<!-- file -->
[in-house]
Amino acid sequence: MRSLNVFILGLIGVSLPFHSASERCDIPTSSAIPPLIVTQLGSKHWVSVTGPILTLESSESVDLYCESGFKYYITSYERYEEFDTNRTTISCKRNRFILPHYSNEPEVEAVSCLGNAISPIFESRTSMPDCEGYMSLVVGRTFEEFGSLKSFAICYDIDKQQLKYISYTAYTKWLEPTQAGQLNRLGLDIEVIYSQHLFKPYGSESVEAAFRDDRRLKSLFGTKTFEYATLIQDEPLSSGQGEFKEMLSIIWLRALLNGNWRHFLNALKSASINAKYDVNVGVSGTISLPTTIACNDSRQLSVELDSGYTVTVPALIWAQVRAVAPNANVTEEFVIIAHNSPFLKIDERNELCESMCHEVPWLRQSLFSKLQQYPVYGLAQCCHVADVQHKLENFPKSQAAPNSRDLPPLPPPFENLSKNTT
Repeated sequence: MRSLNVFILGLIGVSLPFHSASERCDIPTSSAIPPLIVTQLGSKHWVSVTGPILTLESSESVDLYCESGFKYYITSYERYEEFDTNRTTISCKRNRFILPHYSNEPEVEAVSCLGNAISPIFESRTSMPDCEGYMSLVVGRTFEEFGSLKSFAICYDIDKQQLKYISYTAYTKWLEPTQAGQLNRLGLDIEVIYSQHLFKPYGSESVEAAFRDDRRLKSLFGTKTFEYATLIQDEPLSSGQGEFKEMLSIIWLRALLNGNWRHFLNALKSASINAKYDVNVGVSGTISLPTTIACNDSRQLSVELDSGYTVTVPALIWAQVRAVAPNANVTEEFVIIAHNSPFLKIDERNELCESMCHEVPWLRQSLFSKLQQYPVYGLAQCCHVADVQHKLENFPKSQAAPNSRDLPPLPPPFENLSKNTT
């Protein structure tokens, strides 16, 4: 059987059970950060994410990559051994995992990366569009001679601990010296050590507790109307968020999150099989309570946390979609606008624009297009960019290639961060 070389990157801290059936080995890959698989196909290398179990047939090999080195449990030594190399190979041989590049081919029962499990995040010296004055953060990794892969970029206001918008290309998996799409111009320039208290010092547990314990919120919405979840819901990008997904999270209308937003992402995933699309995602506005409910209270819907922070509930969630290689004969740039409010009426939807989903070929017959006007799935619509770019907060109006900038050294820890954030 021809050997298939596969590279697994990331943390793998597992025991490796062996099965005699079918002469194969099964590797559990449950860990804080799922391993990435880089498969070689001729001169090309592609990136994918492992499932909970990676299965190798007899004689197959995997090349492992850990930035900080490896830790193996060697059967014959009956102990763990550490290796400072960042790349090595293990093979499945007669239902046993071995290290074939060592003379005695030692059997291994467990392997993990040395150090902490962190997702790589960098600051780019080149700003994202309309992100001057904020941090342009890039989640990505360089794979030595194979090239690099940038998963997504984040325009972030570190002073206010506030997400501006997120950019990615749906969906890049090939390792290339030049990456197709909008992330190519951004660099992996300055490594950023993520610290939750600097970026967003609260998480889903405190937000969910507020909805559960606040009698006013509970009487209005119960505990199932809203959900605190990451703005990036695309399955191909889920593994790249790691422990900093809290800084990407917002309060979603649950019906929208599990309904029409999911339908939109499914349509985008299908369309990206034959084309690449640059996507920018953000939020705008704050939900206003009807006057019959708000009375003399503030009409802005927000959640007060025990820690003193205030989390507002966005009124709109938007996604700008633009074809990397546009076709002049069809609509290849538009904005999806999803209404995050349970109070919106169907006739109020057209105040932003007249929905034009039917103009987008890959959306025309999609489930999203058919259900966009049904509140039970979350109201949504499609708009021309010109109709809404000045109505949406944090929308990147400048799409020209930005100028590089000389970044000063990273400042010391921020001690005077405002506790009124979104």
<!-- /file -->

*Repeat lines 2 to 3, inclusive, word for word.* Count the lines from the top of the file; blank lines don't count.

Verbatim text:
Amino acid sequence: MRSLNVFILGLIGVSLPFHSASERCDIPTSSAIPPLIVTQLGSKHWVSVTGPILTLESSESVDLYCESGFKYYITSYERYEEFDTNRTTISCKRNRFILPHYSNEPEVEAVSCLGNAISPIFESRTSMPDCEGYMSLVVGRTFEEFGSLKSFAICYDIDKQQLKYISYTAYTKWLEPTQAGQLNRLGLDIEVIYSQHLFKPYGSESVEAAFRDDRRLKSLFGTKTFEYATLIQDEPLSSGQGEFKEMLSIIWLRALLNGNWRHFLNALKSASINAKYDVNVGVSGTISLPTTIACNDSRQLSVELDSGYTVTVPALIWAQVRAVAPNANVTEEFVIIAHNSPFLKIDERNELCESMCHEVPWLRQSLFSKLQQYPVYGLAQCCHVADVQHKLENFPKSQAAPNSRDLPPLPPPFENLSKNTT
Repeated sequence: MRSLNVFILGLIGVSLPFHSASERCDIPTSSAIPPLIVTQLGSKHWVSVTGPILTLESSESVDLYCESGFKYYITSYERYEEFDTNRTTISCKRNRFILPHYSNEPEVEAVSCLGNAISPIFESRTSMPDCEGYMSLVVGRTFEEFGSLKSFAICYDIDKQQLKYISYTAYTKWLEPTQAGQLNRLGLDIEVIYSQHLFKPYGSESVEAAFRDDRRLKSLFGTKTFEYATLIQDEPLSSGQGEFKEMLSIIWLRALLNGNWRHFLNALKSASINAKYDVNVGVSGTISLPTTIACNDSRQLSVELDSGYTVTVPALIWAQVRAVAPNANVTEEFVIIAHNSPFLKIDERNELCESMCHEVPWLRQSLFSKLQQYPVYGLAQCCHVADVQHKLENFPKSQAAPNSRDLPPLPPPFENLSKNTT